High blood pressure
Blood pressure is a measurement of the force against the walls of your arteries as your heart pumps blood through your body. Hypertension is another term used to describe high blood pressure.
Blood pressure readings are given as two numbers. The top number is called the systolic blood pressure. The bottom number is called the diastolic blood pressure. For example, 120 over 80 (written as 120/80 mmHg).
One or both of these numbers can be too high.
If you have heart or kidney problems, or you had a stroke, your doctor may want your blood pressure to be even lower than that of people who do not have these conditions.
Many factors can affect blood pressure, including:
You are more likely to be told your blood pressure is too high as you get older. This is because your blood vessels become stiffer as you age. When that happens, your blood pressure goes up. High blood pressure increases your chance of having a stroke, heart attack, heart failure, kidney disease, or early death.
You have a higher risk of high blood pressure if:
Most of the time, no cause of high blood pressure is found. This is called essential hypertension.
High blood pressure that is caused by another medical condition or medicine you are taking is called secondary hypertension. Secondary hypertension may be due to:
Most of the time, there are no symptoms. For most patients, high blood pressure is found when they visit their health care provider or have it checked elsewhere.
Because there are no symptoms, people can develop heart disease and kidney problems without knowing they have high blood pressure.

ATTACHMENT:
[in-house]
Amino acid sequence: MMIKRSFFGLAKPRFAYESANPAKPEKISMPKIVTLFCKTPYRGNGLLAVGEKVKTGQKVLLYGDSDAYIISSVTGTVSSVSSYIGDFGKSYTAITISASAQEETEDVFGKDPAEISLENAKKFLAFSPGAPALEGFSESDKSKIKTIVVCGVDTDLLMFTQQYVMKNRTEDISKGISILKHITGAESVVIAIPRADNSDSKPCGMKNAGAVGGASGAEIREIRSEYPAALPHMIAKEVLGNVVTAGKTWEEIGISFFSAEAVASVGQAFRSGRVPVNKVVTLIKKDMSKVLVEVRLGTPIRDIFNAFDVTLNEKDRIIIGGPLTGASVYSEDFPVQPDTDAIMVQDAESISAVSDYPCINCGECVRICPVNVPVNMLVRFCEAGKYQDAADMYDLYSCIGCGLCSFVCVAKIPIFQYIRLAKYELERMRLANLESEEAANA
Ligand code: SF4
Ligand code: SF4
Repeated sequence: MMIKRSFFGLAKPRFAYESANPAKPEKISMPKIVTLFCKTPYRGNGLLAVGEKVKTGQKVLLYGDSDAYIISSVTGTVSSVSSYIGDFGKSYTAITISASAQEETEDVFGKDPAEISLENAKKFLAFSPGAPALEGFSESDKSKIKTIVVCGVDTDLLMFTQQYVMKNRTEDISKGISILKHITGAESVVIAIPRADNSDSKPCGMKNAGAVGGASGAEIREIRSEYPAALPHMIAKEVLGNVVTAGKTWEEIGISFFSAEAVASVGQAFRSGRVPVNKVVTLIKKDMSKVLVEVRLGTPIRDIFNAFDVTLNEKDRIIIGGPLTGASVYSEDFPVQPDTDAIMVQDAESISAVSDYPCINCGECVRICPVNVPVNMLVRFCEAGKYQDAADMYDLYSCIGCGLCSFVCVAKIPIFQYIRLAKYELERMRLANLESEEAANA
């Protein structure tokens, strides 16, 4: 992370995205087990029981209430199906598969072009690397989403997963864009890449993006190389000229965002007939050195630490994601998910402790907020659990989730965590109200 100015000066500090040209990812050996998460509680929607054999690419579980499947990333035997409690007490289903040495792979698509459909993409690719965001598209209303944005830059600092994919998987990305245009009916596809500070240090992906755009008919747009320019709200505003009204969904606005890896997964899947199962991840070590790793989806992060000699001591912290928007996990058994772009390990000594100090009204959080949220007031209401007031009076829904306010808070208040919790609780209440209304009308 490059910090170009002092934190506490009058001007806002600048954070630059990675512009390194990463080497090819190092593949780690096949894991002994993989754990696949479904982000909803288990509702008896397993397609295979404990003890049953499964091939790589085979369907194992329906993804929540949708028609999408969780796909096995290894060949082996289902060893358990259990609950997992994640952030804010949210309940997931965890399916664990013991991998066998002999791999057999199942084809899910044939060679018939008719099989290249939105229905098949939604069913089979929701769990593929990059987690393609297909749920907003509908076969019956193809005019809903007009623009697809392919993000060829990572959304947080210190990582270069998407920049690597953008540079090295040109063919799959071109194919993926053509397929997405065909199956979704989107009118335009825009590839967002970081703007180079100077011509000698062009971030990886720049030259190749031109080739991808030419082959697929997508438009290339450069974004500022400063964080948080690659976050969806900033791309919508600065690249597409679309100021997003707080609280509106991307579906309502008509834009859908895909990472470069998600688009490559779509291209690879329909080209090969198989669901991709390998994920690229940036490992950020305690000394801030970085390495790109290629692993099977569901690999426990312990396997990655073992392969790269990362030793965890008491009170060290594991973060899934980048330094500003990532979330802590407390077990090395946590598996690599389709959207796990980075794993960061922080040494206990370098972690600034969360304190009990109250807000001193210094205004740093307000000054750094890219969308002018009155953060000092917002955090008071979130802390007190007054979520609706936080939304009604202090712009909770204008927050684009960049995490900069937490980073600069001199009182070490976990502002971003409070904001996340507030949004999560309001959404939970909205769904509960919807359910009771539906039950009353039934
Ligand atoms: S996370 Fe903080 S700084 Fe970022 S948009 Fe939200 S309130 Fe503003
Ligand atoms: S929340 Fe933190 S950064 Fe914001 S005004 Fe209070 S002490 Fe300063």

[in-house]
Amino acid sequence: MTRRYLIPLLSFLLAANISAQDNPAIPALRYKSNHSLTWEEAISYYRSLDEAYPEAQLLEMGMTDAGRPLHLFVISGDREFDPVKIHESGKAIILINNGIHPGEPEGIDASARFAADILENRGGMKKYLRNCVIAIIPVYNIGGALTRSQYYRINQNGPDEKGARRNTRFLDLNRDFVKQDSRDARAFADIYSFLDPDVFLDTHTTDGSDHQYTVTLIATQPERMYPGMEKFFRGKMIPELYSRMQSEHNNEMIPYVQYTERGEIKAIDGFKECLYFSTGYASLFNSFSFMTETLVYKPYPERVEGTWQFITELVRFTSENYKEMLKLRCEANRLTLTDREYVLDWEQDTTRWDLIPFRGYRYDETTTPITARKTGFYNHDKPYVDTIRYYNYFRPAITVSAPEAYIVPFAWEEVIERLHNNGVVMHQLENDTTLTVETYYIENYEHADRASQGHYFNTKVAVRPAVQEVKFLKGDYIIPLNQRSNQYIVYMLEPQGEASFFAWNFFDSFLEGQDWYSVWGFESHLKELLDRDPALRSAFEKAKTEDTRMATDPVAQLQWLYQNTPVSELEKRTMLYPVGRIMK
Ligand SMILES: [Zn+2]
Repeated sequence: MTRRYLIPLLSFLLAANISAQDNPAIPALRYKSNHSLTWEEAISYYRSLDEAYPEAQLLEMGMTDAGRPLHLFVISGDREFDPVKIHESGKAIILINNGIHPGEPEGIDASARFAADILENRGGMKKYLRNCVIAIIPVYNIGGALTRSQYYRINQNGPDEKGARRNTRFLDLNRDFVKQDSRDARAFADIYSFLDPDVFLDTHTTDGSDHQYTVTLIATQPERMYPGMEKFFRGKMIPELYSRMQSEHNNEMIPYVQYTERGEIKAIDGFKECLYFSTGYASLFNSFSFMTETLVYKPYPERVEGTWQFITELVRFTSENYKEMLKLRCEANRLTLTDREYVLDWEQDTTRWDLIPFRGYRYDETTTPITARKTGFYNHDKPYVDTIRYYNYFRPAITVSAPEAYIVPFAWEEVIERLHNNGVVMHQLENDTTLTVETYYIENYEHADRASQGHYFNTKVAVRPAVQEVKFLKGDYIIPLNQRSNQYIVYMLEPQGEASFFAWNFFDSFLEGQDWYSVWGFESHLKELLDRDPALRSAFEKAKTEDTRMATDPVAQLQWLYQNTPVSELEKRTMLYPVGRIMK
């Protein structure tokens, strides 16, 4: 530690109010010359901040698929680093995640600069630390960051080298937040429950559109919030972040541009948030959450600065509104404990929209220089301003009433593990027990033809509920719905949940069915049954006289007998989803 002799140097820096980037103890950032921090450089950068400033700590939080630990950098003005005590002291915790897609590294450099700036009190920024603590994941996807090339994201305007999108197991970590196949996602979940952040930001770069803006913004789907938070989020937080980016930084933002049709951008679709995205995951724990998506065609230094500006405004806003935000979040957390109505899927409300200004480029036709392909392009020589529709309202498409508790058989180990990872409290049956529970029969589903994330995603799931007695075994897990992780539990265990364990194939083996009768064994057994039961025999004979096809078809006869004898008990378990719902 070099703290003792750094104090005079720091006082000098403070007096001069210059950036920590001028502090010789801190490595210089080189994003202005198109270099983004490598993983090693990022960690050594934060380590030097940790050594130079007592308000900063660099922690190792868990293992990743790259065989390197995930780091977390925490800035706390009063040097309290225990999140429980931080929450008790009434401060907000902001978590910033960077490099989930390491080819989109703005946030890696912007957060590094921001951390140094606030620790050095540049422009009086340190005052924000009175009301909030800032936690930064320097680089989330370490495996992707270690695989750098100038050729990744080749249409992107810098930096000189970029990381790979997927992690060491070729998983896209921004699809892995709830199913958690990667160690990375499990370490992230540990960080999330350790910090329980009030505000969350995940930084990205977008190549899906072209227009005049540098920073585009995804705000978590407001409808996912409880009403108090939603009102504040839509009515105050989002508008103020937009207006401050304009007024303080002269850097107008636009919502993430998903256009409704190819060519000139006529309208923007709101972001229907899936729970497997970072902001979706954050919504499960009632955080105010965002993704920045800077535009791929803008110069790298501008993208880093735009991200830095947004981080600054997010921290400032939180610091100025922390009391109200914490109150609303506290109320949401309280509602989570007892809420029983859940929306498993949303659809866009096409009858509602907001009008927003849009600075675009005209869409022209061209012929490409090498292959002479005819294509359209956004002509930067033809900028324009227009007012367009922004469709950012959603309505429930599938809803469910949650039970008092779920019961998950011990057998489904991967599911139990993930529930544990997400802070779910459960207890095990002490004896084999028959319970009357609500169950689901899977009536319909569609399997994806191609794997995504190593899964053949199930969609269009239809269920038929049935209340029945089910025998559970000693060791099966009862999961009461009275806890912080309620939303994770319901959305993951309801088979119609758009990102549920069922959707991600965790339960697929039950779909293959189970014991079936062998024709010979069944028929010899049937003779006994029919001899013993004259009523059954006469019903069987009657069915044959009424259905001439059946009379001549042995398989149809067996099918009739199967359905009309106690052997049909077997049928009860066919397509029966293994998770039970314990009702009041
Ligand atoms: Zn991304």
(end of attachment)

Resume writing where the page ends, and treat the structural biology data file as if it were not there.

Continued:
Malignant hypertension is a dangerous form of very high blood pressure. Symptoms include:
Exams and Tests
Your doctor will measure your blood pressure many times before diagnosing you with high blood pressure. It is normal for your blood pressure to be different based on the time of day.
Blood pressure readings taken at home may be a better measure of your current blood pressure than those taken at your health care provider's office.
Your health care provider will do a physical exam to look for signs of heart disease, damage to the eyes, and other changes in your body.
Tests may also be done to look for:
The goal of treatment is to reduce your blood pressure so that you have a lower risk of complications. You and your health care provider should set a blood pressure goal for you.
If you have pre-hypertension, your health care provider will recommend lifestyle changes to bring your blood pressure down to a normal range. Medicines are rarely used for pre-hypertension.
You can do many things to help control your blood pressure at home, including:
Your health care provider can help you find programs for losing weight, stopping smoking, and exercising.
You can also get a referral from your health care provider to a dietitian, who can help you plan a diet that is healthy for you.
How low your blood pressure should be and at what level you need to start treatment is individualized, based on your age and any medical problems you have.
There are many different medicines to treat high blood pressure.
Most of the time, high blood pressure can be controlled with medicine and lifestyle changes.
When blood pressure is not well-controlled, you are at risk for:
When to Contact a Medical Professional
If you have high blood pressure, you will have regular checkups with your health care provider.
Even if you have not been diagnosed with high blood pressure, it is important to have your blood pressure checked during your regular check-up, especially if someone in your family has or had high blood pressure.
Call your health care provider right away if home monitoring shows that your blood pressure is still high.
Most people can prevent high blood pressure from occurring by following lifestyle changes designed to bring blood pressure down.
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Review Date: 5/13/2014
Reviewed By: Michael A. Chen, MD, PhD, Associate Professor of Medicine, Division of Cardiology, Harborview Medical Center, University of Washington Medical School, Seattle, WA. Also reviewed by David Zieve, MD, MHA, Isla Ogilvie, PhD, and the A.D.A.M. Editorial team.
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